David's plea continues in the next two verses: “Save me, O Lord, from my enemies; I have fled to You for refuge. Teach me to do Your will, for You are my God. Let Your good spirit lead me on a level path” (verses 9-10). David now remembers his danger and asks God to rescue him from his threatening enemies. God is his only refuge, his only security, the only place he can hide. That being said, David is eager to fulfill God's will. Even in his fear, his focus remains on God's plan for him. The Hebrew word for will is râtsôn, which can also mean pleasure or delight. David wants God to take delight in him. He wants to please God, even in the face of his enemies, and therefore, he asks God to guide him, to lead him on a secure way, to set him on solid land, on firm ground. God is his priority. While he asks for deliverance from his enemies, he is determined to grow in his relationship with God above all.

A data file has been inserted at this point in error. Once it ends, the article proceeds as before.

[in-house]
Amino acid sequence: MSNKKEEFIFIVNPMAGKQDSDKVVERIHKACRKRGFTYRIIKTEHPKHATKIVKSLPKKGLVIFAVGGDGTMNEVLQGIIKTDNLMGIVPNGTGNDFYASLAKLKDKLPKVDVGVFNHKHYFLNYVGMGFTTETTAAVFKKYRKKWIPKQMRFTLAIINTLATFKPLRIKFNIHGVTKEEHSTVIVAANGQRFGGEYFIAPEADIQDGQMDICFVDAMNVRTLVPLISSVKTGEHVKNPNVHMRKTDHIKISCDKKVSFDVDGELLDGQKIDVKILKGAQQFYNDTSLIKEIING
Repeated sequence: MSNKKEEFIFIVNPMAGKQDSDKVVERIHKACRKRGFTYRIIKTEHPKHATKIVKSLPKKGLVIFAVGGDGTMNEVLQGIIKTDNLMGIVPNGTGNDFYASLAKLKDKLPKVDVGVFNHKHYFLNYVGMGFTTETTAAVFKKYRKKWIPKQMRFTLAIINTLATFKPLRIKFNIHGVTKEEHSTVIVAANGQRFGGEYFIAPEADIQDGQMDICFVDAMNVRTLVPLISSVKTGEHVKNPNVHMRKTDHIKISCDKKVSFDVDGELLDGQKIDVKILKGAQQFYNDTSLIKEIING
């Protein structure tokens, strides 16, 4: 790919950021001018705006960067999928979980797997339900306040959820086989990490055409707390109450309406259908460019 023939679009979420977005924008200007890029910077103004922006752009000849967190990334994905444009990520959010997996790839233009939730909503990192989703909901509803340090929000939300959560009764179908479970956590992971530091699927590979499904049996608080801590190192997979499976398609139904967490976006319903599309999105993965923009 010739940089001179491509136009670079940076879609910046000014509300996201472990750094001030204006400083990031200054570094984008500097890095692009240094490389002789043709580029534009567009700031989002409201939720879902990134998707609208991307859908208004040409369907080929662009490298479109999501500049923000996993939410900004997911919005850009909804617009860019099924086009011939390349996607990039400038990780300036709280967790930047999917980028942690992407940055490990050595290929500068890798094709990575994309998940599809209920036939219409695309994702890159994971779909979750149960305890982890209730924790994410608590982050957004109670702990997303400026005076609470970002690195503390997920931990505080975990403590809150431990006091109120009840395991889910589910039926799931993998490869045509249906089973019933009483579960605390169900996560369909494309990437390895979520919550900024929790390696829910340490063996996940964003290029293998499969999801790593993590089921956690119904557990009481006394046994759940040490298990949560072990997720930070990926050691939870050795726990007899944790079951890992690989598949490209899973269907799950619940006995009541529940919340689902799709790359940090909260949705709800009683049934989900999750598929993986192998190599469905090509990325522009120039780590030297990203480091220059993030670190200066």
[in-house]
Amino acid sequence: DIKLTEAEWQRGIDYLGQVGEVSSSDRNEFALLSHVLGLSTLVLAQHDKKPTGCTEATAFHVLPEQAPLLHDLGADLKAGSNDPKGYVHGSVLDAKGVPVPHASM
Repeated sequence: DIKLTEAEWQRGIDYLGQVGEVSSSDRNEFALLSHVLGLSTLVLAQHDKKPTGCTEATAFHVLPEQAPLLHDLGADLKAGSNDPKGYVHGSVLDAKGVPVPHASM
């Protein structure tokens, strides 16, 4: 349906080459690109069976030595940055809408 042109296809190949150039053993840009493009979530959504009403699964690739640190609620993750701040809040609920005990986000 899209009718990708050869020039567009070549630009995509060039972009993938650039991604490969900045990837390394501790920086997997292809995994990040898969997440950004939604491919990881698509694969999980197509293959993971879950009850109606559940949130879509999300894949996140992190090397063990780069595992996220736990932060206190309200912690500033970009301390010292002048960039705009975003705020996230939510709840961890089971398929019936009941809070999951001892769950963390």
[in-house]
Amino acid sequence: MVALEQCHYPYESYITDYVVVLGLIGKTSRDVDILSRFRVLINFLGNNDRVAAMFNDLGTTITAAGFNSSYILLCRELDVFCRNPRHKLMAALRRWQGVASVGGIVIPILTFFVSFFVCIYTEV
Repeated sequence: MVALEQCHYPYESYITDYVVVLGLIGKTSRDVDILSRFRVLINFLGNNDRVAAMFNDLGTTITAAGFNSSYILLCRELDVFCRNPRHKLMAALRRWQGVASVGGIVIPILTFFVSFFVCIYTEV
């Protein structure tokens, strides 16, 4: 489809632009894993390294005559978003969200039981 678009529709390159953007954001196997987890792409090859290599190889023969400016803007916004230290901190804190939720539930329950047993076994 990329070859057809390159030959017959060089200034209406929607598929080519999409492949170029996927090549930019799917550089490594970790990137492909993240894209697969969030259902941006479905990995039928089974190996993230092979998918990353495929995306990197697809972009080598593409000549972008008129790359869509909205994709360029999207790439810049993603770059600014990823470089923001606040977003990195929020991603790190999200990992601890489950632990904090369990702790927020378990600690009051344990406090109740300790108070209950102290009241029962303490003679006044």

In the next verse, David once again pleads for a rescue. “For Your name's sake, O Lord, preserve my life,” he begins (verse 11). Not for my sake, he suggests, for I am a sinner, but for the sake of WhoYou are, God. Remember that in the Bible, a name is not just an identifying word but an indicator of character and honor. God will preserve David because of Who He is, the all-powerful, all-loving God. “In Your righteousness, bring me out of trouble,” David says next. Again, because God is righteous, He will help David. God is all love, and loving His child, He will draw him out of his distress (Hebrew tsârâh). 

The psalm ends with a final request: “In Your steadfast love cut off my enemies, and destroy all my adversaries, for I am Your servant” (verse 12). David asks God to remove his enemies from the picture, to annihilate them, to exterminate them, to blot them out. This seems pretty harsh, but remember that David is in mortal danger from these enemies, and they will not let up. David probably feels like he has no other choice. He ends with what is essentially a promise to God. He is God's servant. He submits to God and obeys Him. The focus is back on God and on David's relationship with Him. David wants only God's will.